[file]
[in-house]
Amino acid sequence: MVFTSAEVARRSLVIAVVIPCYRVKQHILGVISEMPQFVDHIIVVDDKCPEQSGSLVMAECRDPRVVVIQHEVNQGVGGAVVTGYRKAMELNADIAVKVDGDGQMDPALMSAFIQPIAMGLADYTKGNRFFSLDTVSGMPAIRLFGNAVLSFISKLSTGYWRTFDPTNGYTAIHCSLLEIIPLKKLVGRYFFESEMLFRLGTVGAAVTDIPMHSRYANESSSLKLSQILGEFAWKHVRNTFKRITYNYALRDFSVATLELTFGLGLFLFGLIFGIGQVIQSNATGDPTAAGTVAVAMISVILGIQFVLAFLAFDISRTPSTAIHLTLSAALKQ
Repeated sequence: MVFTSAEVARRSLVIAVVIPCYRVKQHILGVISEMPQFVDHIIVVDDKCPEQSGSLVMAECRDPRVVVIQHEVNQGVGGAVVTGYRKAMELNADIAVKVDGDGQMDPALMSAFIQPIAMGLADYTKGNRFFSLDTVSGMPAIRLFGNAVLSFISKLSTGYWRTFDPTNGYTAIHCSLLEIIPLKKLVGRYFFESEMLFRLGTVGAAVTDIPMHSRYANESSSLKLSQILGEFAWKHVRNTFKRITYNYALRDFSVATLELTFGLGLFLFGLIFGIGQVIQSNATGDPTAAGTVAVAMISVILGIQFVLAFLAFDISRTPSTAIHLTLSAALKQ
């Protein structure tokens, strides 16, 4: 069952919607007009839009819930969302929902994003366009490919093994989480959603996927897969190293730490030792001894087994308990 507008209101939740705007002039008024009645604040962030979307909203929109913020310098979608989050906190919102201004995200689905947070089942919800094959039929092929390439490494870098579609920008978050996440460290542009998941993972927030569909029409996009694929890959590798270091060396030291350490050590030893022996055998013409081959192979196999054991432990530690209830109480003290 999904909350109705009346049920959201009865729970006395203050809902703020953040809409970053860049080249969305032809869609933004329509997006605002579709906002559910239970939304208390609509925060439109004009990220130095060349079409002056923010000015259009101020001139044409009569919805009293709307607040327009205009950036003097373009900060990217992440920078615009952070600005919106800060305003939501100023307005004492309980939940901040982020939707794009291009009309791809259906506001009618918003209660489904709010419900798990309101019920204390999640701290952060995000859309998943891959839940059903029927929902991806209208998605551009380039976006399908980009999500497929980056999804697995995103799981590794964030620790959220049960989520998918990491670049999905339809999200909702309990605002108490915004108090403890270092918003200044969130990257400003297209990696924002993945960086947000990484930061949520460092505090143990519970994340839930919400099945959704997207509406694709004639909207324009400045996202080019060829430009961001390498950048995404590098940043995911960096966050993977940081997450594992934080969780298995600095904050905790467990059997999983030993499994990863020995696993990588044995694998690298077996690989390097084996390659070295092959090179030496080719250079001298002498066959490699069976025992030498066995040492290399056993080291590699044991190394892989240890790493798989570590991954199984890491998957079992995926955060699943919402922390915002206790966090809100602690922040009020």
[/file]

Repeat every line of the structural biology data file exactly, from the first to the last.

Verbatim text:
[in-house]
Amino acid sequence: MVFTSAEVARRSLVIAVVIPCYRVKQHILGVISEMPQFVDHIIVVDDKCPEQSGSLVMAECRDPRVVVIQHEVNQGVGGAVVTGYRKAMELNADIAVKVDGDGQMDPALMSAFIQPIAMGLADYTKGNRFFSLDTVSGMPAIRLFGNAVLSFISKLSTGYWRTFDPTNGYTAIHCSLLEIIPLKKLVGRYFFESEMLFRLGTVGAAVTDIPMHSRYANESSSLKLSQILGEFAWKHVRNTFKRITYNYALRDFSVATLELTFGLGLFLFGLIFGIGQVIQSNATGDPTAAGTVAVAMISVILGIQFVLAFLAFDISRTPSTAIHLTLSAALKQ
Repeated sequence: MVFTSAEVARRSLVIAVVIPCYRVKQHILGVISEMPQFVDHIIVVDDKCPEQSGSLVMAECRDPRVVVIQHEVNQGVGGAVVTGYRKAMELNADIAVKVDGDGQMDPALMSAFIQPIAMGLADYTKGNRFFSLDTVSGMPAIRLFGNAVLSFISKLSTGYWRTFDPTNGYTAIHCSLLEIIPLKKLVGRYFFESEMLFRLGTVGAAVTDIPMHSRYANESSSLKLSQILGEFAWKHVRNTFKRITYNYALRDFSVATLELTFGLGLFLFGLIFGIGQVIQSNATGDPTAAGTVAVAMISVILGIQFVLAFLAFDISRTPSTAIHLTLSAALKQ
């Protein structure tokens, strides 16, 4: 069952919607007009839009819930969302929902994003366009490919093994989480959603996927897969190293730490030792001894087994308990 507008209101939740705007002039008024009645604040962030979307909203929109913020310098979608989050906190919102201004995200689905947070089942919800094959039929092929390439490494870098579609920008978050996440460290542009998941993972927030569909029409996009694929890959590798270091060396030291350490050590030893022996055998013409081959192979196999054991432990530690209830109480003290 999904909350109705009346049920959201009865729970006395203050809902703020953040809409970053860049080249969305032809869609933004329509997006605002579709906002559910239970939304208390609509925060439109004009990220130095060349079409002056923010000015259009101020001139044409009569919805009293709307607040327009205009950036003097373009900060990217992440920078615009952070600005919106800060305003939501100023307005004492309980939940901040982020939707794009291009009309791809259906506001009618918003209660489904709010419900798990309101019920204390999640701290952060995000859309998943891959839940059903029927929902991806209208998605551009380039976006399908980009999500497929980056999804697995995103799981590794964030620790959220049960989520998918990491670049999905339809999200909702309990605002108490915004108090403890270092918003200044969130990257400003297209990696924002993945960086947000990484930061949520460092505090143990519970994340839930919400099945959704997207509406694709004639909207324009400045996202080019060829430009961001390498950048995404590098940043995911960096966050993977940081997450594992934080969780298995600095904050905790467990059997999983030993499994990863020995696993990588044995694998690298077996690989390097084996390659070295092959090179030496080719250079001298002498066959490699069976025992030498066995040492290399056993080291590699044991190394892989240890790493798989570590991954199984890491998957079992995926955060699943919402922390915002206790966090809100602690922040009020």